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Inner hair cells code the frequency and intensity of acoustic stimuli into a neural signal, which is then transmitted to the brain via the auditory nerve.
Note: Figure legends are temporarily in French
Frequency coding: Phase locking
Frequency coding in the mammalian cochlea is linked to cochlear tonotopy. However, for sounds with low frequencies (under 3 kHz), which are encoded by the apex of the cochlea, frequency coding depends on a second mechanism: phase locking at the level of the IHC.
Acoustic stimulation causes the stereocilia to deflect, stretch-sensitive ion channels open, and this causes an influx of cations into the hair cell. The latter depolarises, causing voltage-sensitive calcium channels to open. The influx of calcium promotes the release of glutamate into the synaptic cleft, effectively activating the auditory nerve fibres and resulting in action potentials.
Acoustic stimulation at 500 Hz
- The receptor potential manifests as an alternating depolarisation-repolarisation of the cell, which follows each phase of the acoustic stimulus frequency. The alternating current (AC) of the receptor potential is dominant. The direct current (DC) is negligible.
- Each time a hair cell depolarises, in phase with the stimulation frequency, glutamate is released. This leads to the generation of action potentials at a preferential moment in the stimulation phase: the nerve fibres are therefore responding in phase with the acoustic stimulus.
Acoustic stimulation at 2000 Hz
- IHCs are not fast enough to alternate between depolarisation-repolarisation cycles in phase with the stimulation frequency. The alternating component of the receptor potential decreases whereas the direct component continues to increase.
- The increase in the stimulation frequency (above 3 kHz) causes a loss of synchrony between the action potentials and the phase of the stimulation frequency.
Acoustic stimulation at 5000 Hz
- The receptor potential corresponds only to the direct component (DC). IHCs code the envelope of the sound stimulus and not stimulation frequency.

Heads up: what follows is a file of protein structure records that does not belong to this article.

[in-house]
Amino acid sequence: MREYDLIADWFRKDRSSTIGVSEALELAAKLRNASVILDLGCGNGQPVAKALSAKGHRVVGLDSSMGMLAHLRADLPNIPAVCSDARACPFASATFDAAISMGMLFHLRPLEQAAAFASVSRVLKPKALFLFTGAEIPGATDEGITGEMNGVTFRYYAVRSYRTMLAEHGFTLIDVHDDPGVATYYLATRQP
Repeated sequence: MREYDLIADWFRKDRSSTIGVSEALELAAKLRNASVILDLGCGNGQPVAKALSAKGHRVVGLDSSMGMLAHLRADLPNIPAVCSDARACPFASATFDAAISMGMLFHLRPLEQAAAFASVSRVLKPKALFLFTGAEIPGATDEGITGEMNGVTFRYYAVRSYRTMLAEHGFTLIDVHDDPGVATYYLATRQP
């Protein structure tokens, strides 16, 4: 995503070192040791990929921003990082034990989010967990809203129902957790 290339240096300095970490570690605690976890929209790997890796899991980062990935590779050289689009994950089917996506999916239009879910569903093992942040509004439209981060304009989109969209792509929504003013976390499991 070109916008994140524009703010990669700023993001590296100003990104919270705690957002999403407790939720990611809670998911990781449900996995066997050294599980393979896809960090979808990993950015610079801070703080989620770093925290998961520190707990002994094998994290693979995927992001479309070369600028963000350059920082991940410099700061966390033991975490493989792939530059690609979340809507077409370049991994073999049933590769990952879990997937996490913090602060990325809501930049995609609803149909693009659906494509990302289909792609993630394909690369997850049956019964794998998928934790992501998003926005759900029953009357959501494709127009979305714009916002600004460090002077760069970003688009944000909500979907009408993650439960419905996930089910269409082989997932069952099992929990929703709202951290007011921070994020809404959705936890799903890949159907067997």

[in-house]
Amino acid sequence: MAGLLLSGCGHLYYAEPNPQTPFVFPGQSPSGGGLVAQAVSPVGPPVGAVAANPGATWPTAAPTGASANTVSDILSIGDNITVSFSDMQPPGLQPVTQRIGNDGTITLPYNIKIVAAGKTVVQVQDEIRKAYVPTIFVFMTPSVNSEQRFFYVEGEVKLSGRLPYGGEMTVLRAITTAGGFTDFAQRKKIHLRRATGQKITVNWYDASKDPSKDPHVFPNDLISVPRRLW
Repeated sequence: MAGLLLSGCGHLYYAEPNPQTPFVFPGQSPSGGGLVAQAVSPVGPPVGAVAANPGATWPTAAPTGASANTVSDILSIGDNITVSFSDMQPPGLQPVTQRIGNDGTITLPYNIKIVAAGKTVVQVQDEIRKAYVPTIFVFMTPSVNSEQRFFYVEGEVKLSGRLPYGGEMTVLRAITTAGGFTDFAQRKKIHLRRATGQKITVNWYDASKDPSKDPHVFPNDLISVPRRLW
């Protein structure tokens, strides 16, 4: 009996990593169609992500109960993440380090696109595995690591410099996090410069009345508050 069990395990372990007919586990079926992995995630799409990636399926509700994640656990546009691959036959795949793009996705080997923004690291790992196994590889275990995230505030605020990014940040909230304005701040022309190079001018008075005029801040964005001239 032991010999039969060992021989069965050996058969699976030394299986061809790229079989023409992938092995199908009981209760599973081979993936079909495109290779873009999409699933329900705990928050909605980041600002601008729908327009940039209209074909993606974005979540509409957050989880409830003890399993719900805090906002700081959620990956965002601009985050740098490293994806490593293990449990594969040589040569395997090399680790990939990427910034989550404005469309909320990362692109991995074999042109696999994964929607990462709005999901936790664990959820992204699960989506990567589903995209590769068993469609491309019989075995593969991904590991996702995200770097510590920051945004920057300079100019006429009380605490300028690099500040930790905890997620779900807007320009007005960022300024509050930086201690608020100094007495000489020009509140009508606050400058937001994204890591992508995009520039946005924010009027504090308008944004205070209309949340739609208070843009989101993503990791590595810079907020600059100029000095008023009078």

- Action potentials are no longer synchronised with stimulation, but are essentially generated at the beginning of the stimulus.
In response to acoustic stimulation of increasing intensity, neuronal activation (the number of action potentials) increases with sound intensity. This is known as intensity coding.
Spontaneous neural activity (in black) occurs without acoustic stimulation.
For three stimuli with increasing intensity (purple, orange and red), the evoked response (indicated by the dotted lines) is composed of an increasing number of action potentials.
Dynamic intensity coding
Auditory nerve fibres can be divided into three types:
- sensitive fibres (with low thresholds) and a high spontaneous firing rate (1)
- fibres with average thresholds and spontaneous firing rates (2)
- fibres with high thresholds and a low spontaeous firing rate (3).
Fibres with low thresholds and high spontaneous firing rates (1) have wide post-synaptic densities and are connected to small synaptic ribbons. On the contrary, high-threshold fibres with low spontaneous activity (3) have narrow post-synaptic densities and are connected to large synaptic ribbons.
The amplitude of the calcium influx (represented at the bottom of the presynaptic ribbon) is correlated with the spontaneous activity of the nerve fibres.
Progressive recruitment of these three populations of nerve fibres can explain the extent of cochlear dynamics from perceptual threshold to the pain threshold (110 dB at 1000 Hz): in response to a weak stimulation, the low-threshold fibre (1, in red) is activated but becomes saturated very quickly. More intense stimulation causes the recruitment of fibres 2 and 3. Note that spontaneous activity occurs in absence of acoustic stimulation (black). Dotted lines indicate the beginning and the end of the acoustic stimuli, and isolate the evoked activity of the fibres.
Evoked activity of a fibre connected to the IHC
The post-stimulus time histogram (PSTH) shows evoked activity in response to acoustic stimulation. It is characterised by an increase in activation at the beginning of the stimulus (‘on response’), followed immediately by a decrease in evoked activity (‘adaptation’) until it reaches a constant discharge rate (‘plateau’).
The on response corresponds to the release of the neurotransmitter glutamate by the IHCs.
The adaptation can reflect: (i) the activation of the rapid IHC potassium conductance, (ii) the depletion of the fast-releasing synaptic vesicles, (iii) the desensitisation of post-synaptic glutamate receptors, and (iv) the refractory period of the action potential.
Stopping the acoustic stimulation is associated with a drastic decrease in the fibre’s discharge rate. This ‘off’ response could reflect the excessive glutamate recapture by the membrane transport proteins.